I was a panellist for a Royal Institute of Chartered Surveyors (RICS) webinar earlier this summer. The theme of the webinar was ‘The evolution of the office from a place of work to a service’ and I was joined by three other industry experts. They were:

Cathy moderated the webinar as Colin, Sonia and I discussed the evolution of the office. It was a fascinating and informative conversation – here are the highlights.

How has the office moved from a place to work to a service?

I kicked off the discussion by noting that businesses have been providing services for many years, such as cafes and dry cleaners on site, but that may not be enough now. People can do that at home and want the office to offer something else. A lot of people I have spoken to who are using the office say that they are often sat alone or on video calls. How we change this, and ensure more socialisation, is key.

Colin added that if we allow flexibility, we must consider what will motivate people to come into the office. He suggested looking at how the IT industry designs for user experience and think about workplaces in the same way.

Sonia agreed that the workplace needs to be more agile and there’s no place for gimmicks. She added that the home works harder now so employees need to see the office as a retreat, a safe place. The workplace also helps us feel part of the brand which we lose while working from home.

How can businesses prepare for the return to work?

This is a question that has been at the forefront of business leaders’ minds for some time now. We’re seeing real confidence that social distancing is over, so businesses need to be planning for the next three, six and 12 months. Lots of people have become institutionalised to home working and need to know what to expect when they return. This extends to new tech such as wayfinding and desk booking apps.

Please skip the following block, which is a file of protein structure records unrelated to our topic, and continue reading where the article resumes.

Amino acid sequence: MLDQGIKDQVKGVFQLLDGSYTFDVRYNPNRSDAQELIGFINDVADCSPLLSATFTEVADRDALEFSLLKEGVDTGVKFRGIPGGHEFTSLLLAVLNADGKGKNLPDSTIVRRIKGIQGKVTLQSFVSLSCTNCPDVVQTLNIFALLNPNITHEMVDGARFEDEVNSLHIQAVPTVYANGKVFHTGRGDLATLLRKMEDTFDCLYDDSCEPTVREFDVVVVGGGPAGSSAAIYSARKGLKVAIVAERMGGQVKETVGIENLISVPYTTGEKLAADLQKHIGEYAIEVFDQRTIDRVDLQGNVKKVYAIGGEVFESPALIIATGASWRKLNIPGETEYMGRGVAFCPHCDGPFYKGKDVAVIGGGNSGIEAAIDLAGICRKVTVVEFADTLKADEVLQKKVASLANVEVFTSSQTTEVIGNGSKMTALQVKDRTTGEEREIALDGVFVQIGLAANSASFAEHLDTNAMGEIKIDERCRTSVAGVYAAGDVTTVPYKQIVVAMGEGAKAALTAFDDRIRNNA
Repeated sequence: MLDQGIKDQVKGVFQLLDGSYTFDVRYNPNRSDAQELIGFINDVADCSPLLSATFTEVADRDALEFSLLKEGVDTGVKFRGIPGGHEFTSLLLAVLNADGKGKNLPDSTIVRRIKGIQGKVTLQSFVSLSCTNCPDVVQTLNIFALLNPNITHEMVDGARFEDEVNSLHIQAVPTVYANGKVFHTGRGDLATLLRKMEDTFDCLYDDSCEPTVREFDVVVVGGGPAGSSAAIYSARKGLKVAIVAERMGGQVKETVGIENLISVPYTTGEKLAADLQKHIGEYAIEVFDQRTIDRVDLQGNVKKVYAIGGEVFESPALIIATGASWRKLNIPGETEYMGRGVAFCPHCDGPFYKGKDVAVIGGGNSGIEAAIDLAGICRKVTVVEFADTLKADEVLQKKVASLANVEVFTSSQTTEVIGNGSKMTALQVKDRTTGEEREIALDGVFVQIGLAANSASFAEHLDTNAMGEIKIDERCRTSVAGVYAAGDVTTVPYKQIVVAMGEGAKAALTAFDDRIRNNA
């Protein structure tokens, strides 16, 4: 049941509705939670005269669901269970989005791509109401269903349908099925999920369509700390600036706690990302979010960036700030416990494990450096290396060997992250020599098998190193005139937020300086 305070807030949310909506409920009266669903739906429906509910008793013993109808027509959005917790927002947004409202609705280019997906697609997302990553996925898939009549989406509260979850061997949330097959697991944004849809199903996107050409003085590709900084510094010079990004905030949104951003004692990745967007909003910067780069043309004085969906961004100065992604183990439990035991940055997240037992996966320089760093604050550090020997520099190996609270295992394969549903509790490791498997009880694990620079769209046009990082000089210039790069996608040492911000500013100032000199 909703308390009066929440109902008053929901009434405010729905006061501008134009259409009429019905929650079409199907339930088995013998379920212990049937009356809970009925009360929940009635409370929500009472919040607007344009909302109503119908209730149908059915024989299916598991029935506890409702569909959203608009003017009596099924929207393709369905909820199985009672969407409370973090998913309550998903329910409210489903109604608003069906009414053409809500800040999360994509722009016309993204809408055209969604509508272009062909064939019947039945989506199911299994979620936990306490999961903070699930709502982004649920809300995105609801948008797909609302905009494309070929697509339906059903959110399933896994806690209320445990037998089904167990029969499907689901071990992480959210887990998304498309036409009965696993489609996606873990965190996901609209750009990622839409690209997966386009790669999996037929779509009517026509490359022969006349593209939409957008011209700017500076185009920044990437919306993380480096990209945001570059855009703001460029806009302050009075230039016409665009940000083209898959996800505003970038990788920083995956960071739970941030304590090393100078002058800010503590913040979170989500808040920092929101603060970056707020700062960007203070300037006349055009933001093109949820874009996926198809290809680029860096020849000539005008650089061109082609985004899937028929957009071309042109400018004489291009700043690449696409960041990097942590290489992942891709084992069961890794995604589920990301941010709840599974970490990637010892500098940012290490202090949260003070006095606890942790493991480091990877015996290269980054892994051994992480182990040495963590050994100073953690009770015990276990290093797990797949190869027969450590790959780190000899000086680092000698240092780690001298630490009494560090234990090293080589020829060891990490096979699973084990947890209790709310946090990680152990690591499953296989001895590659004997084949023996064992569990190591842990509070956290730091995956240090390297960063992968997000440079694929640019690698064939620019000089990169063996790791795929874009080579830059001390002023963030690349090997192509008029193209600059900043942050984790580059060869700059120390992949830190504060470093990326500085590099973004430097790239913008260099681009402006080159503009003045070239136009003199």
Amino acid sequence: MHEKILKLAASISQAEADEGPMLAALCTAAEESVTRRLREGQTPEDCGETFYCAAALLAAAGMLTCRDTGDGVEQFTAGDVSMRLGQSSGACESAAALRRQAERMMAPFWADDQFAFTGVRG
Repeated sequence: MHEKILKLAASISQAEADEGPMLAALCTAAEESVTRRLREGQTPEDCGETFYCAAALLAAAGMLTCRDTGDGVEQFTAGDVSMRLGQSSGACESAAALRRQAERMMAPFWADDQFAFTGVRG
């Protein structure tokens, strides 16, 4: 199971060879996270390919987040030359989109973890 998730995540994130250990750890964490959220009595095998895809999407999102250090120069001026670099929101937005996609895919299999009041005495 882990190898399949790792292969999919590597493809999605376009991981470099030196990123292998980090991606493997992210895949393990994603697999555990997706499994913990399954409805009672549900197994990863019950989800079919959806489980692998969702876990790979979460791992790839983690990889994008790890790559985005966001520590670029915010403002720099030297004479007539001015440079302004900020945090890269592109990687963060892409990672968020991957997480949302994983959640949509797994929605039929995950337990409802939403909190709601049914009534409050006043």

September seems to be a milestone for many companies, and we all agreed that the short-term focus has been on business performance and employee support. Baker Stuart has done a lot of surveys and found that people are fed up with working from home full time – most favour 2 – 3 days per week in the office.

The exterior of an office block in central London

The top concern is about the return to work is safety. People are understandably anxious and want reassurance, which companies can provide by explaining their cleaning regimes and utilising tech like desk booking systems. A lot of people don’t want to return to the office as it was pre-pandemic, so businesses must work with their employees to shape a solution that works for them both.

Sonia provided a design perspective and said that one of the key lessons is that there’s no one size fits all. People want cultural and social hubs, places that motivate and inspire. Low occupancy is a concern as people may be lonely in the office, which backs up what I have found from speaking with my clients.

Quadrant has used furniture to manipulate spaces and to create an atmosphere. Sonia noted that sometimes a restaurant is a great experience not because of the food, but the space and the company, and that we must think about the workplace in the same way.

How will people hold confidential video calls in open plan offices?

A lot of BMG clients are creating “Zoom rooms” that guarantee privacy and have moveable screens and furniture. Open plan spaces should always be agile to account for needs like privacy. Sonia added that it’s all about being creative in using space and furniture. With lower occupancy you can remove desks to open up more space, and meeting rooms can be multi-functional depending on the need on any given day.

Businesses will need to consider this because video calls will remain a core part of people’s working days.

A woman at her desk in an open plan office space